Capturing wasted energy from urban light rail systems to support fleet EV charging for urban and last mile delivery vehicles

Grantham Scholar Fiona McBride researches the potential to power electric vehicles using the energy generated by trams and metro trains. 

The project

When trams and metro trains go downhill or stop at stations, they use regenerative braking technology to convert their excess speed into electrical energy. Unfortunately a lot of this energy is then wasted, because the system infrastructure means it often can’t be used by other trams or metro trains in the system, or sent back into the power grid.

Upgrading the system to allow the spare electricity back into the grid would be expensive and time-consuming. It’s possible to store the spare energy in big batteries at various points along a light rail route and release it back into the system as needed, but this again requires the operator or system owner to invest in expensive technology.

My project is all about whether we can use fleets of electric vehicles in place of those single large batteries – working out how much energy is released and when, how many vehicles would be needed where and when, and whether that could line up with their operational schedules. If we can put solutions like this into place, we can reduce the power demand of clean transport options like light rail and electric vehicles. The positive impacts would include reduced emissions and improved air quality in urban areas.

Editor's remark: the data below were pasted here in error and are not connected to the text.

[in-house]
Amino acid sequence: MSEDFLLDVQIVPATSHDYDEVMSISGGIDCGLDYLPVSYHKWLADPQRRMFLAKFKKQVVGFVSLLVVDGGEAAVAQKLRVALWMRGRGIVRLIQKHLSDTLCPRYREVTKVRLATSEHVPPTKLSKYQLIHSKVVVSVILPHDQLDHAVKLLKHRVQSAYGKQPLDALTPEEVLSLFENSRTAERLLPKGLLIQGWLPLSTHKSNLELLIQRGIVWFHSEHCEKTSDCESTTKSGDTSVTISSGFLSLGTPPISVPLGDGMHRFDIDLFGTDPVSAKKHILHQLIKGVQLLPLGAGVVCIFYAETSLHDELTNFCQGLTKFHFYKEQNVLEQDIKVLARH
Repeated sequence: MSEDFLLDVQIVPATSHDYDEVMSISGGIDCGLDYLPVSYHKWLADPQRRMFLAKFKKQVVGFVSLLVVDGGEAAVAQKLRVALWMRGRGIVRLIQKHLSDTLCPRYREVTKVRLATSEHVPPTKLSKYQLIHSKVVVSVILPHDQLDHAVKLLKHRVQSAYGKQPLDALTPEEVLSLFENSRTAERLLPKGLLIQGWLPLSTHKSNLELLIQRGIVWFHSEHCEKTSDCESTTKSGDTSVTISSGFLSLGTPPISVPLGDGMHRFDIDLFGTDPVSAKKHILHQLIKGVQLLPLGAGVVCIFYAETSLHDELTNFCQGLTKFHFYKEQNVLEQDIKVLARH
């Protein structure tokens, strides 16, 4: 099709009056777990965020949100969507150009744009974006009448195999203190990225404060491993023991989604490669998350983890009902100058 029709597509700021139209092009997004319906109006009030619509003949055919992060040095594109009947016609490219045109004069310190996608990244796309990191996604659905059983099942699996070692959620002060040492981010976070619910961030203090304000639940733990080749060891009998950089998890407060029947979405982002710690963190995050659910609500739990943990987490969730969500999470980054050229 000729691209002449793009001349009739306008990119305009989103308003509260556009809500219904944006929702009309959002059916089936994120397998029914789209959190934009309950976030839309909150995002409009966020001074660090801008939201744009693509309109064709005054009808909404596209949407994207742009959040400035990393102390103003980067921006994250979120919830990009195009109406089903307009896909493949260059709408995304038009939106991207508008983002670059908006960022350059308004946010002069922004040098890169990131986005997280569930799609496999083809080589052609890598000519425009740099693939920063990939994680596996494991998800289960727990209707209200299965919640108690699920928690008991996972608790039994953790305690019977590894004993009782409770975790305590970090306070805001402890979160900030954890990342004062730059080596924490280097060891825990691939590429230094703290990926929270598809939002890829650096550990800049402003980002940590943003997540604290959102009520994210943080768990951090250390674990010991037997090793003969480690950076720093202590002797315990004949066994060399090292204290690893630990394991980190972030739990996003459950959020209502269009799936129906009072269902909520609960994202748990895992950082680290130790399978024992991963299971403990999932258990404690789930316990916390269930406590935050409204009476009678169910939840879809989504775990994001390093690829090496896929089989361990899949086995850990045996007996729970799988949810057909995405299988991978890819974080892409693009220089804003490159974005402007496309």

Trams and electric vehicles can team up to save energy. Fiona explains how electricity gets wasted by trams and metro trains and how we can save the energy by using it to charge fleet electric vehicles.


Professor David Stone

Department of Electronic and Electrical Engineering